But if we know that the people of God are first a fellowship of sinners, we are freed to hear the unconditional call of God's love and to confess our needs openly before our brothers and sisters. The fear and pride that clings to us like barnacles cling to others also. In acts of mutual confession we release the power that heals. Our humanity is no longer denied, but transformed.
What is the point of worrying oneself too much about what one could or could not have done to control the course one's life took? Surely it is enough that the likes of you and I at least try to make our small contribution count for something true and worthy. And if some of us are prepared to sacrifice much in life in order to pursue such aspirations, surely that in itself, whatever the outcome, cause for pride and contentment.
The fundamental defect of fathers, in our competitive society, is that they want their children to be a credit to them. We all feel instinctively, that our children's success reflect glory upon ourselves, while their failures make us feel shame. Unfortunately, the successes which cause us to swell with pride are often of an undesirable kind. . . . Neither happiness nor virtue, but worldly success, is what the average father desires for his children.
Have you got a Beemer, an Audi, a Saab or a Volvo that replaced a Ford, Vauxhall, Rover or Nissan? Many Brits have. Your first Beemer. A particularly nice smell of leather. Something rather plain but satisfactory about the interior. And that lovely enamel wotsit in the middle of the steering wheel. A moment of quiet 'because I'm worth it' pride.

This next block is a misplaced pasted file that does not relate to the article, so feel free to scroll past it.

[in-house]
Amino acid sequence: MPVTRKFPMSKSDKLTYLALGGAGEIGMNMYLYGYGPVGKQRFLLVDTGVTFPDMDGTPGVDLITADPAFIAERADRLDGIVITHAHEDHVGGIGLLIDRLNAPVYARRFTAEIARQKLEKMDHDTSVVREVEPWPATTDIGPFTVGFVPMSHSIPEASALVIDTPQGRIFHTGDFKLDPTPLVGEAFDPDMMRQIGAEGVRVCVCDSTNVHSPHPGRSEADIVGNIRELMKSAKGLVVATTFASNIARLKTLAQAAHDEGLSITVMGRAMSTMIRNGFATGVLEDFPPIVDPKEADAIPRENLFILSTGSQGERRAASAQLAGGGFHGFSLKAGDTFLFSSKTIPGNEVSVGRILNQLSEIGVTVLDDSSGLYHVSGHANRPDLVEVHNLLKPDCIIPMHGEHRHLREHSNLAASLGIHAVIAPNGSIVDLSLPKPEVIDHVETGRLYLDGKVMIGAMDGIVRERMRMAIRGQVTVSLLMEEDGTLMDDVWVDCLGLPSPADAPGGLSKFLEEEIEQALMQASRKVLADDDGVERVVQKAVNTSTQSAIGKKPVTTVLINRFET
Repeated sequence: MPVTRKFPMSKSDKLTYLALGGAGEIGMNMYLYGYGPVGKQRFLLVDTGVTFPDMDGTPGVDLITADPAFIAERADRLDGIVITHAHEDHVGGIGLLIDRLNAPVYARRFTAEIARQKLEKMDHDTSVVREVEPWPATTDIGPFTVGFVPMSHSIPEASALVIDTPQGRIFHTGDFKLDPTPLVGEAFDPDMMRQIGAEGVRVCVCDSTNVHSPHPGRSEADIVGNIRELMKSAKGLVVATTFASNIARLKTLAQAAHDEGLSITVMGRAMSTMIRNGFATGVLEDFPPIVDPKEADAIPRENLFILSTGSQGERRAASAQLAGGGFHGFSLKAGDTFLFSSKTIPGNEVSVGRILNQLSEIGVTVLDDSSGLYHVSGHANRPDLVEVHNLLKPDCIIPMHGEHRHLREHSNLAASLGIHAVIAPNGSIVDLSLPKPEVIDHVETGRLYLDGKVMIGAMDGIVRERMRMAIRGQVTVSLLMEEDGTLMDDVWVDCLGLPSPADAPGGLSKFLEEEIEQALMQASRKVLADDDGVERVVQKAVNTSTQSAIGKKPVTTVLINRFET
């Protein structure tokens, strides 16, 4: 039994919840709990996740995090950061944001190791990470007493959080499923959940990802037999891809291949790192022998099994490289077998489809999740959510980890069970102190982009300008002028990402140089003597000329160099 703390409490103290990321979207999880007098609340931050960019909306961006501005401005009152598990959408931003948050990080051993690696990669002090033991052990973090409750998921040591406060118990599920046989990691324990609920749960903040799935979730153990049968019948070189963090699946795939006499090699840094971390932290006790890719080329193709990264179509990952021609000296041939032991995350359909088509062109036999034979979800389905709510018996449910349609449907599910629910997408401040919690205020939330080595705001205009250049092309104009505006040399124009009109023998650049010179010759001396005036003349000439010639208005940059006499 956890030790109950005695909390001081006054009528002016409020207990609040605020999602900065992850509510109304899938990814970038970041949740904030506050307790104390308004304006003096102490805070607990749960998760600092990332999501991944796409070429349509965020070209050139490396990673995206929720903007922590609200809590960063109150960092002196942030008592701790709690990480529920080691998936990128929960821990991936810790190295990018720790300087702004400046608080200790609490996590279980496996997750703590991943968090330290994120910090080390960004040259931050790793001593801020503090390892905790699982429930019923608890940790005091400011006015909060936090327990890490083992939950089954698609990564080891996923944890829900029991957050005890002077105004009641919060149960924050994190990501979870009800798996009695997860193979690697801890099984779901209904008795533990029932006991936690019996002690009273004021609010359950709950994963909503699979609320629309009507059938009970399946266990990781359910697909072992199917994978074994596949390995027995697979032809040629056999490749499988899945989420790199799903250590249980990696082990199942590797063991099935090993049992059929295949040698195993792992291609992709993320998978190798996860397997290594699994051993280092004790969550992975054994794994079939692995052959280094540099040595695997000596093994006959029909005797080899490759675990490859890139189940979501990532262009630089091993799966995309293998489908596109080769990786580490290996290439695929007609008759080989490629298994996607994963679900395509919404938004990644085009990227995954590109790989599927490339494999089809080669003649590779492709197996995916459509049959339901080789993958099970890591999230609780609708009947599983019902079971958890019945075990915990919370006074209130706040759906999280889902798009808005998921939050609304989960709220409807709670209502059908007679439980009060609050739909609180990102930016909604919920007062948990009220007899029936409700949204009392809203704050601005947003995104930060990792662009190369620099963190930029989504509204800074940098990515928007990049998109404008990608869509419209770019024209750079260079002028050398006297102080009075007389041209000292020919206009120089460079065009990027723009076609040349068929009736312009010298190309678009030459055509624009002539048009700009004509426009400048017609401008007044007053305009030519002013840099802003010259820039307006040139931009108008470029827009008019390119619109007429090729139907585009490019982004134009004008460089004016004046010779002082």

Every person needs to feel significant. We want our lives to count. We yearn to believe that in some way we are important and that hunger for significance-a drive as intense as our need for oxygen-doesn't come from pride or ego. It comes from God because he wants each of us to understand how important we are. . . . We must seek our roots, our origin, and our destiny so that we can know our present value. . . . . . . . . We can help each other realize that we are persons of significance being made in the image of God.
Perhaps the most difficult task for us to perform is to rely on God’s grace and God’s grace alone for our celebration. It is difficult for our pride to rest on grace. Grace is for other people—for beggars. We don’t want to live by a heavenly welfare system. We want to earn our own way and atone for our own sins. We like to think that we will go to heaven because we deserve to be there.
I really like my life right now. I have friends around me all the time. I’ve started painting more. I’ve been working out a lot. I’ve started to really take pride in being strong. I love the album I made. I love that I moved to New York. So in terms of being happy, I’ve never been closer to that.
There are women vain of advantages not connected with their persons, such as birth, rank, and fortune; it is difficult to feel less the dignity of the sex. The origin of all women may be called celestial, for their power is the offspring of the gifts of Nature; by yielding to pride and ambition they soon destroy the magic of their charms.